Grants, Fellowships and Projects

Grants are provided to undertake projects that conform to the Society’s objectives and enable recipients to meet research expenses and the costs of attendance at conferences where they are presenting the results of their research. This year a new funding stream was created (for special projects) and a moribund one revived (the Visiting Lecturer scheme). A number of awards have already been made under both.
In last year’s report I mentioned that active steps would be taken to significantly increase expenditure on project support and grants for charitable purposes. It therefore gives me pleasure to be able to report success on that front, our expenditure having risen from £164K to £225K.
We continue to offer financial support to scholars by way of small grants for research expenses and conference attendance and travel. This scheme continues to be very effectively run from Glasgow University by Anton Muscatelli.

For the 2010-11 Junior Fellowship scheme, twenty nine applications were received, a little down on last year’s thirty one. Each application was reviewed by two referees and, in the end, seven candidates were awarded fellowships:

• Patrick Carter (Bristol)
• Luca Fornaro (LSE)
• Daniel Gutknecht (Warwick)
• Brendon McConnell (UCL)
• Francesco Mariotti (York)
• Dmitri Szerman (LSE)
• David Williams (Oxford)

Alan Carruth, Jonathan Thomas and David Webb formed the selection panel this year. However, this was their second and final year as panellists and I would like to thank them very much for the excellent job that they did.

Other Activities

For many members, one of the highlights of the year is receiving the quarterly Newsletter. This provides members with all the news about the Society and its activities, more general information about economic issues and events, and of course the ever-readable “Letter from ..” feature. Peter Howells continues to edit that with great skill and the Society is grateful for all the work that he puts into it.

Effective dissemination of economic ideas and research results is a central concern of the Society. We are lucky to have, in Romesh Vaitilingam, a media consultant who provides sterling service. He plays a very important role in ensuring wide media coverage for the material that appears in our journals as well as the papers that are presented at the Annual Conference.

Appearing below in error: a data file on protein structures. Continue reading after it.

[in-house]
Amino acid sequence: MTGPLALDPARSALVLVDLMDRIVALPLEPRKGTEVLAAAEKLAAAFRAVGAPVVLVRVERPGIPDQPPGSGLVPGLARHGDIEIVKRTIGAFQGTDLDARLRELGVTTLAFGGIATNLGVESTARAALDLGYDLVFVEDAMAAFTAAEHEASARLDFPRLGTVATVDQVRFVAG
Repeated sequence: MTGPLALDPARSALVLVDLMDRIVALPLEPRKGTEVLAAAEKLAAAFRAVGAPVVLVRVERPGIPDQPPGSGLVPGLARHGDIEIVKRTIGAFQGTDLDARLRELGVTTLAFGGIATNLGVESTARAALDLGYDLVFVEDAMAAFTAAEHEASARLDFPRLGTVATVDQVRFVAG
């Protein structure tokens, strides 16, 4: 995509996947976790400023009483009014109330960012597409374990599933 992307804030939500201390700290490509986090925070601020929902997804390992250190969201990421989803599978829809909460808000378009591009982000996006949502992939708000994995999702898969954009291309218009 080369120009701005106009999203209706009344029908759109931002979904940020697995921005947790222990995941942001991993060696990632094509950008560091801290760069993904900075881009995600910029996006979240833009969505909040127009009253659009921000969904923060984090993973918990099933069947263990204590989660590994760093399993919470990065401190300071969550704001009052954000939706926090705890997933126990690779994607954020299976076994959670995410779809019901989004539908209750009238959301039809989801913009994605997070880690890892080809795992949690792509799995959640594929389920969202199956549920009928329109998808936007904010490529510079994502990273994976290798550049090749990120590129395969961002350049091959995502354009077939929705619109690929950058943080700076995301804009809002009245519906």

My report would be incomplete were I not to mention the work of the Society in responding to consultations, for example on panel membership for the Research Excellence Framework. Moreover, the Society has lobbied to protect public investment in the discipline and in social science more generally and I believe its input via the British Academy and the role that members play in the various committees and Council of the ESRC has been valuable in the discussions that took place with BIS about the UKs science budget. While there has been some reduction in the ESRC’s budget for research, training and investment in data, it is very much less than was feared and the evidence from the Minister of State’s recent speeches make clear the value he places on economics and the other social sciences.

Many members will be aware how valuable the Economics Network has been in fostering interest in economics among young people and the invaluable resource it has provided to teachers in the discipline through its undergraduate website and its innovative and targeted staff development activities. With many universities now proposing to charge fees of between £8000 and £9000 a year to undergraduate students, the effectiveness and quality of teaching will be crucially important. There has thus never been a time when the resources that the Network provides have been so important and yet, as a result of funding cuts, it is scheduled to close this November. The Network has lobbied hard to prevent this happening and in that the Society has tried to play its part. It is to be hoped that the Network’s efforts to find a way to continue its good work will be found. The Society is doing what it can to assist it.

RES Committees

CHUDE continues to play a key role in the link between the Society and UK Departments of Economics and in interaction between the discipline and the ESRC and the Funding Councils. Neil Rickman and Tim Worrall have provided great leadership of the committee and I would like them to know how much the Society appreciates the work that they and their colleagues on the Steering Committee have done over the past year.

Karen Mumford and her colleagues on the Women’s Committee have worked hard on a range of activities but in particular I would like to mention the valuable survey work that they do on gender and ethnicity in the academic profession. A great deal of effort goes in to getting responses from departments and Karen’s energy and persistence, with the assistance of CHUDE, have helped to ensure that there is data coverage sufficient to ensure that this output from the Committee continues to provide an important statistical picture of the profession and allow us to monitor developments on the equal opportunity front.


Finally, I would like to say a special thank you to those with whom I have worked closely on Society business. On the Executive Committee, Richard Blundell and Mark Robson have been first-class counselors. Kathy Crocker has provided excellent support in all matters related to membership. There is of course one person whose support has been quite crucial: Amanda Wilman, the Society’s Administrative Officer.

From issue no. 153, April 2011, pp.3-6.